The Ciunas is the last iteration of Jkenny’s works, who a few years ago started offering mods for the Hiface USB-SPDIF interface in order to maximize its performance. He subsequently designed a DAC using such Hiface as receiver, and a Sabre 32 bit chip, and now evolved the DAC design into this latest model, the Ciùnas. Any quick research on internet will tell us that Ciùnas means “silence” in old gaelic, to underline the quiet background provided by this tiny, battery powered DAC.
The DAC uses recever section built around the Amanero USB interface, in conjunction with the BurrBrown PCM5102 DAC chip.
The Ciùnas DAC retains the same technology as its close sibling, the Ciunas USB-SPDIF converter, except instead of converting the I2S signal to SPDIF (to send to an external DAC), it passes it to the internal DAC chip. This prevents a double conversion (I2S-SPDIF, SPDIF-I2S) and the inherent degradation.
I have tested the Ciunas agains the Yulong DA8 and the Metrum Octave Mk2.
I have been hearing it through Mordaunt Short Performance 6 speakers, powered by Meitner MTR101 and CKKIII (as preamplifier). I have also used Stax SR-001 Mk2 earphones (with the matching amp modified by Headfier audiocats), and Stax Omega 2 amplified by a SRM-007t amplifier.
Through the CKKIII, I listened to the Etymotic ER4 (modified by Forza Audioworks).
The Ciunas has a smooth, liquid sound signature. Vocals are quite well reproduced without any offensive digital glare, though lacking the liveliness, magic and presence that the Metrum Octave, or Museatex DAC’s, or the Metrum Hex have.
The Ciunas has better vocals than the Yulong DA8, though, which does show a bit of ‘luminescence’.
Both the Ciunas and the Metrum have similarly smooth treble. The Ciunas has sensibly cleaner bass than the Metrum. Both lack real deep bass energy (which, instead, the Yulong DA8 has), but the Ciunas has a bit less power than the Metrum overall, probably due to the Metrum’s excessive midbass.
The much cleaner bass of the Ciunas is particularly appreciable when listening to speakers, especially in less than optimal environment. The midbass produced by standing waves is much less pronounced. The Metrum’s midbass, by comparison, is the worst part of the dac, and low frequency sounds escalate pretty quickly in a room.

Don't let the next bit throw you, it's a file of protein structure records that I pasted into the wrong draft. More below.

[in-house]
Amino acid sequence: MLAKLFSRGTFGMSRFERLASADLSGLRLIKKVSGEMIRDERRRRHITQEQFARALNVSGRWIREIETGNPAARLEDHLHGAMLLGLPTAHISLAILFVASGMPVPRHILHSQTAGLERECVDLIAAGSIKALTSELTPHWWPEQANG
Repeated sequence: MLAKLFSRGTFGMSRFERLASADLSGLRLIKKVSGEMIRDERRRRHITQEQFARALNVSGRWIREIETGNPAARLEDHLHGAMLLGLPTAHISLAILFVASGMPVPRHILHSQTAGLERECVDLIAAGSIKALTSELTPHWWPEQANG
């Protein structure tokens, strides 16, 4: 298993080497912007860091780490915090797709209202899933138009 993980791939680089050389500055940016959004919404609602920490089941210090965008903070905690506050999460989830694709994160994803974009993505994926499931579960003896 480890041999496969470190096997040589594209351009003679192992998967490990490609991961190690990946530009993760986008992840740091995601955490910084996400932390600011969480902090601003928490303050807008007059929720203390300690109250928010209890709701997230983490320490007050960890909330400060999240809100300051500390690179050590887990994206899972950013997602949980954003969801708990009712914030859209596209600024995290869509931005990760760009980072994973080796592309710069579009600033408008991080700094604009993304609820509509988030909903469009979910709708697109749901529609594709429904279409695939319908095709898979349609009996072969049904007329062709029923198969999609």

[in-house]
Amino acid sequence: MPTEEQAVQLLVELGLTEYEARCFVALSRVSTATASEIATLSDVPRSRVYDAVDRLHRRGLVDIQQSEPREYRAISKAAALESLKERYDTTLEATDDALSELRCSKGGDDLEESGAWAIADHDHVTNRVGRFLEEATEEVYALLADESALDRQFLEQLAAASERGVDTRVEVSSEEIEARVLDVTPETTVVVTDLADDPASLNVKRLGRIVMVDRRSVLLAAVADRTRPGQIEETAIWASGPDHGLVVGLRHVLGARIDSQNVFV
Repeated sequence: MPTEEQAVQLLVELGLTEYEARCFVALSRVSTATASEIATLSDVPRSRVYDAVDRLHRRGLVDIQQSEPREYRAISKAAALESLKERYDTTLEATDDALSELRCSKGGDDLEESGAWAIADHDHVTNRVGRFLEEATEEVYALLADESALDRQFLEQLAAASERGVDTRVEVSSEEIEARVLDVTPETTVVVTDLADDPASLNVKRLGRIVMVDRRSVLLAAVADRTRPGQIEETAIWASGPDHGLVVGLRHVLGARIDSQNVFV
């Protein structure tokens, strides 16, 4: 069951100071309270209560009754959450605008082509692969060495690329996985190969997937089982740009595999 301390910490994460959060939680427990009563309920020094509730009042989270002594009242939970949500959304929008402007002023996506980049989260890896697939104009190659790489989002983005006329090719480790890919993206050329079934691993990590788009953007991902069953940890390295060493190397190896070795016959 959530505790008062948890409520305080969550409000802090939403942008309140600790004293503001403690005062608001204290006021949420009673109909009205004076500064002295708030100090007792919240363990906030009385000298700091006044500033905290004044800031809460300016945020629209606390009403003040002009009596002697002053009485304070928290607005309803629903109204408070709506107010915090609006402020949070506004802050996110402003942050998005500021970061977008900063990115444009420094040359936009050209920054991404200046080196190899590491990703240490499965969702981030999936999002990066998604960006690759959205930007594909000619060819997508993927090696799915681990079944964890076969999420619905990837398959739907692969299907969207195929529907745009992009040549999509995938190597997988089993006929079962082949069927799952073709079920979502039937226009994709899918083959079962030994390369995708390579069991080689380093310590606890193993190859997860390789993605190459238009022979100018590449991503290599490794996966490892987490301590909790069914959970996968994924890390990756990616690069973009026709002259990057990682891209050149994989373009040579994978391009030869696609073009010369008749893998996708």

The Ciunas is slightly better than the Metrum Octave in regards to details retrieval and instrument placement, when using regular cheap usb cables. Anyway, I noticed that the Metrum scaled better (especially in low level detail retrieval) when paired with the RAL Prophecy cable, while the same cable didn’t have the same impact with the Ciunas.
Compared to the Yulong, the Ciunas offers better, more human vocals, a blurrier picture, and less bass power. The DA8 comes out as a more audiophile source, also having the best and most articulated bass, but the Ciunas offers a better sense of music wholeness.
The Ciùnas comes out as a lower profile source than others I have heard, which I’d vaguely consider in the same tier, like the ones I have directly compared to it: its sound presentation never calls for attention (a kind of opposite compared to the catchy Eximus DP-1, as another example), and its shortcomings are not about adding something undesirable (being it glare, or Octave’s midbass excess), making for a laid back and relaxing listen. Price not being an object, I feel it’s limited by such traits compared to the best sources I have heard (AMR DP-777, Hex, although both are much more expensive, or the upgraded Museatex “cult” DAC’s), which have their own special ways to hook the listener, elegantly.
Understandably, the Ciùnas is aimed to a certain range of people, looking for a USB dac that’s both small and affordable (it’s slightly north of 500 Euro).
Removing such constraints, I’d be very curious to see if future offerings might approach the aforementioned Hex or AMR, while retaining a high price / performance ratio.